Air source heat pumps
Biomass boilers
Ground source heat pumps
Solar PV
Solar thermal

Given the likelihood that there will be significant technological development over the time period in which it is proposed that the standards should be achieved, which could result in new and improved measures, and reductions in costs of existing measures, the results set out below should be regarded as indicative rather than precise.

3.2.2 Long-term domestic standard in private sector

This section sets out the costs and benefits of the proposed long-term domestic standard that all dwellings should have an EPC of at least C. Since a higher standard is proposed in the social sector (see Section 3.2.3), the costs and benefits set out in this section relate only to the private sector, i.e. the owner occupier and private rented sectors.

Modelling shows that three-quarters of the private sector stock can achieve an EPC of at least C at a total cost of £4.7bn. Higher attainment rates can be achieved by spending more, but in the consultation we propose that properties would only need to be brought up to the standard where it is technically feasible and cost-effective. We will develop our proposals on cost-effectiveness in the light of feedback from this consultation, and we will then be able to revise the costs, benefits and attainment rates given the final form of any exception to meeting the C standard based on cost effectiveness.

Table 6: Costs and benefits of raising dwellings to an EPC C in the private sector

EPC C attainment rate 75%
Total cost £4.7bn
Average (median) upgrade cost 1 £3,500
Average (median) fuel bill saving 1,2 £350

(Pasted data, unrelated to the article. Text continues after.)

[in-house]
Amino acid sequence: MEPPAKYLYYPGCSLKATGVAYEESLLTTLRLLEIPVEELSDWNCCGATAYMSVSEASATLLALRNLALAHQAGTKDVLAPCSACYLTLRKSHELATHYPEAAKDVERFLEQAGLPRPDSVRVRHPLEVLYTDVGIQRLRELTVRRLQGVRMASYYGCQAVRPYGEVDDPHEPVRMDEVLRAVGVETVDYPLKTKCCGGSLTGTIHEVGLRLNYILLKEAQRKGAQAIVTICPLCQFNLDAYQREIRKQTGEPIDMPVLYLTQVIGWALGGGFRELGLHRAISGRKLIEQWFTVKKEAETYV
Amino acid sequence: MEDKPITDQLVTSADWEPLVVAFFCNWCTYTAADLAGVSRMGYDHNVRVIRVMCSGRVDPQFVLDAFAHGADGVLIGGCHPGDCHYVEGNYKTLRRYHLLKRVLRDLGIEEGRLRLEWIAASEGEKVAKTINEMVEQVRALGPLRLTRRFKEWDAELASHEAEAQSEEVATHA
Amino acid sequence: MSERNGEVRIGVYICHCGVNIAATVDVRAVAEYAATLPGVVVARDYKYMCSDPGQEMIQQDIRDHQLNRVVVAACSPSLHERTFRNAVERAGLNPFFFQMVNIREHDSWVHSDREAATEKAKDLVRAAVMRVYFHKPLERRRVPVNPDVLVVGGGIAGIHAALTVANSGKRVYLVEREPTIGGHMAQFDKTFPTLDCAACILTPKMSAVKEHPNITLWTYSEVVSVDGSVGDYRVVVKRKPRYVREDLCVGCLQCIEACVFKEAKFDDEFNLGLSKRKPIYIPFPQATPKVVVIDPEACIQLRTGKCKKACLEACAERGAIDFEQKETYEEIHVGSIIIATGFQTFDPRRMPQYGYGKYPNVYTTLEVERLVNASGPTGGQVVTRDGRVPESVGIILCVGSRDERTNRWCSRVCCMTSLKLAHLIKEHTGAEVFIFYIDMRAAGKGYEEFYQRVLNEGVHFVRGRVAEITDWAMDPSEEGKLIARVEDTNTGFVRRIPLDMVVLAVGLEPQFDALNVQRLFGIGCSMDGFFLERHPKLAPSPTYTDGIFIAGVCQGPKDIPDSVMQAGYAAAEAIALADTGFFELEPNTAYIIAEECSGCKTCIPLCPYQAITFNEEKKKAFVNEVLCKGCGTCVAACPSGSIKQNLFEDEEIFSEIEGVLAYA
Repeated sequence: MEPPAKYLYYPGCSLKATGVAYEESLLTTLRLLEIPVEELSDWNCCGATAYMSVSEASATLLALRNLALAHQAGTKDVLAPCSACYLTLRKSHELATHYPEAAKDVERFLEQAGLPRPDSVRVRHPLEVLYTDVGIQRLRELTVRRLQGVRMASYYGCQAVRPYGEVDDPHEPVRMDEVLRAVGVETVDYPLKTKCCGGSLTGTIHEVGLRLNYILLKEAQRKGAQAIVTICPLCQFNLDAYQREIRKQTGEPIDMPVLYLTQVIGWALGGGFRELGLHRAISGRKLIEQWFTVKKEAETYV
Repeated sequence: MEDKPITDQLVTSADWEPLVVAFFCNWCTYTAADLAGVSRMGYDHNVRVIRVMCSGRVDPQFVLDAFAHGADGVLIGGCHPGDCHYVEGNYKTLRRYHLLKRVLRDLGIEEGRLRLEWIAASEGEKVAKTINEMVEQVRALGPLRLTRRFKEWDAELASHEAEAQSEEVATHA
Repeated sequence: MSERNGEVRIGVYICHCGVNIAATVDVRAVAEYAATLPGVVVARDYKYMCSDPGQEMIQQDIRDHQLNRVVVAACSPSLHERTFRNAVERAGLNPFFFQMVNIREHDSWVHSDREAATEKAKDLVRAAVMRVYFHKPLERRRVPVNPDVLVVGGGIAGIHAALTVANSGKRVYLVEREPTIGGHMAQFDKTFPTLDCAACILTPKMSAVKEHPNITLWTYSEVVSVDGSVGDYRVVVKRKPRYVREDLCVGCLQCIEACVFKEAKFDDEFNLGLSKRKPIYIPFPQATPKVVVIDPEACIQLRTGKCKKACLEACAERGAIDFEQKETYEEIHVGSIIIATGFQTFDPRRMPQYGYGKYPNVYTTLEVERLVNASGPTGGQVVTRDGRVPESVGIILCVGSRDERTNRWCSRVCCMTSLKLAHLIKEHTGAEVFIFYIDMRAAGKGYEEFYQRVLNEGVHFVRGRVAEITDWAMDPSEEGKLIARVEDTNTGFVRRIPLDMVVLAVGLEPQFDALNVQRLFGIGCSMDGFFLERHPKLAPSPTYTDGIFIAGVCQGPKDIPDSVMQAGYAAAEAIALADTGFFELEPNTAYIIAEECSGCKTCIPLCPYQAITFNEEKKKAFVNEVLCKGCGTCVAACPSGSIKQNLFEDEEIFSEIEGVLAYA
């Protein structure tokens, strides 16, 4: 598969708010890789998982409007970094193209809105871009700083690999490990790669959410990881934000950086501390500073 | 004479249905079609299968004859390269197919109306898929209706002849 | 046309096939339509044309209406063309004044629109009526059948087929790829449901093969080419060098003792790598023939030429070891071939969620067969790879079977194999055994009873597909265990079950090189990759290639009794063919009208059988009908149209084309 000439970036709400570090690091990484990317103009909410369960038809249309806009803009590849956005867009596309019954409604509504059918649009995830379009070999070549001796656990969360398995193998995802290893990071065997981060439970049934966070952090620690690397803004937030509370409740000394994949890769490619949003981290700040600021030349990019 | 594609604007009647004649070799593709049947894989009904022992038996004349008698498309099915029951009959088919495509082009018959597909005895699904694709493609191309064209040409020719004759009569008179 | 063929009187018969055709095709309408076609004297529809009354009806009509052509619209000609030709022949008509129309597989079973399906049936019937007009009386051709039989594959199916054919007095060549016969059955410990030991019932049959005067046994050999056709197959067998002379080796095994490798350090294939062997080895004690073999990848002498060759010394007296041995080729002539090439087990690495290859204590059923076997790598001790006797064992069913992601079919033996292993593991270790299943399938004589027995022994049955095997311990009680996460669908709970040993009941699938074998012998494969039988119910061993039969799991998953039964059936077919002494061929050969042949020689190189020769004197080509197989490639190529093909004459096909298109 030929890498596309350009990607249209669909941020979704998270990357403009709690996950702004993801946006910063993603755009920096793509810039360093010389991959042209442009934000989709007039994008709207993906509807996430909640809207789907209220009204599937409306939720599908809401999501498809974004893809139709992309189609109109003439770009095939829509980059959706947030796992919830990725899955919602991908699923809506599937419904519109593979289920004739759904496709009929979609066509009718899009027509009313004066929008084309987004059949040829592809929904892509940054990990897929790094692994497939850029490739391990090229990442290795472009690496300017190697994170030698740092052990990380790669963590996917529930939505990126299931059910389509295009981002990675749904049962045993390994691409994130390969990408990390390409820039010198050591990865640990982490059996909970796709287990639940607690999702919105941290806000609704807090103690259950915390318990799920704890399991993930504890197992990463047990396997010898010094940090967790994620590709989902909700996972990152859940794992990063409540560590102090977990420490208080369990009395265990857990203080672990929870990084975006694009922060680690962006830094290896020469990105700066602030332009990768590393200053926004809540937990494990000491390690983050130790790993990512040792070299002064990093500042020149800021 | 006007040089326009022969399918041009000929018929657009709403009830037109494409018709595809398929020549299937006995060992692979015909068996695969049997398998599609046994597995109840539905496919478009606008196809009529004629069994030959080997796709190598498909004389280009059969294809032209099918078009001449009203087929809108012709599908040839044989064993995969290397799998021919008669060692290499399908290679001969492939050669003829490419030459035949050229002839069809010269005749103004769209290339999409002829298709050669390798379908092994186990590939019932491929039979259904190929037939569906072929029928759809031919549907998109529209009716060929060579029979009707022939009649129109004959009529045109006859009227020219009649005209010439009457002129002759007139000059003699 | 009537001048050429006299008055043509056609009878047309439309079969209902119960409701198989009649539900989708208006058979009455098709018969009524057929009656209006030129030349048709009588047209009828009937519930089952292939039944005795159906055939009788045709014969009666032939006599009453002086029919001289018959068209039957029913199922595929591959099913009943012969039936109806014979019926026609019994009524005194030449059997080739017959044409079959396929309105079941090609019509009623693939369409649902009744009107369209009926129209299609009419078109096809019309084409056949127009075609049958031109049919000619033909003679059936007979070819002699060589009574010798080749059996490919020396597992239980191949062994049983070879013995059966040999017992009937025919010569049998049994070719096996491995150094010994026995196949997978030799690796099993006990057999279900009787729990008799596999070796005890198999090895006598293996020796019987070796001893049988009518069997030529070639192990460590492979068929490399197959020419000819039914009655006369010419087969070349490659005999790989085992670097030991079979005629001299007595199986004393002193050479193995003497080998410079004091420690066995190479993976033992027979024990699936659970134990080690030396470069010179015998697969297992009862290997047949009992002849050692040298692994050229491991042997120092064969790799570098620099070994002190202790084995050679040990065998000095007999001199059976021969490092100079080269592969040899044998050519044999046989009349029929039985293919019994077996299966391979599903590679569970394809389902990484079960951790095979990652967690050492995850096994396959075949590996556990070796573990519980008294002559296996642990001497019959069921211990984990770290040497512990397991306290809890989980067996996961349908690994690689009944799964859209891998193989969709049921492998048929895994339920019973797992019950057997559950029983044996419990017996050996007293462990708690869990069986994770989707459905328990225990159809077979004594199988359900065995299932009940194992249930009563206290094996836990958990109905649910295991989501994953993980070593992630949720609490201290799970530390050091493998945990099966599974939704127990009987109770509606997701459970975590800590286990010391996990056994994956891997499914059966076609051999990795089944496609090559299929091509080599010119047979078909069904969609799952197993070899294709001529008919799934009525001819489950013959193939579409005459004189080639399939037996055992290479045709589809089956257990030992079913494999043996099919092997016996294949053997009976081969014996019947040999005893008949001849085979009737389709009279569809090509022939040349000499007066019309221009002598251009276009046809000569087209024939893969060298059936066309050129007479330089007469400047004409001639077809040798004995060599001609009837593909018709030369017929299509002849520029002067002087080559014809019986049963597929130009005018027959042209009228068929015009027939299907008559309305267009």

1. The averages used for upgrade costs and fuel bill savings are medians (i.e. the mid-points). Medians are less affected by extreme values than means, and since we are proposing that upgrades will not have to be installed if they are not cost-effective, the median is a better measure of central tendency than the mean in this context.
2. The benefit relating to a modelled fuel bill saving may be taken either as a money saving through a lower actual fuel bill, or in kind as comfort-taking for those households who were previously underheating their homes and who can now afford to keep them warmer.

3.2.3 EESSH2

Following agreement through the EESSH Review Group, and aligning with our wider ambitions for the Programme, emissions reductions and domestic heat, we are proposing a new EESSH2 milestone by setting a target to maximise the number of social rented homes meeting EPC Band B, by 2032. This will be supported by: an opportunity for review in 2025 (to confirm progress and finalise the detail of future milestones, and which will be able to account of the development of decarbonisation and forthcoming policy announcements on hydrogen from the UKG); and a visionary standard for 2040 to remove poor energy efficiency as a driver for fuel poverty in social housing, and for all social housing to be carbon neutral as far as reasonably practical.

Table 7 sets out the proposed targets for social housing for 2032. Modelling of the impact of EESSH2 was undertaken through the NHM in a similar way to that for the private sector. In addition, a parallel costing exercise was undertaken with volunteer case study landlords. Details of the modelling approach in the case studies are set out in the EESSH2 consultation. The case-study landlords constitute around 12% of the social sector stock, and they were chosen in order to represent a broad range of landlords in terms of the type and location of the stock. The results of the case study landlords were grossed up to express the impact of EESSH2 for the social sector as a whole.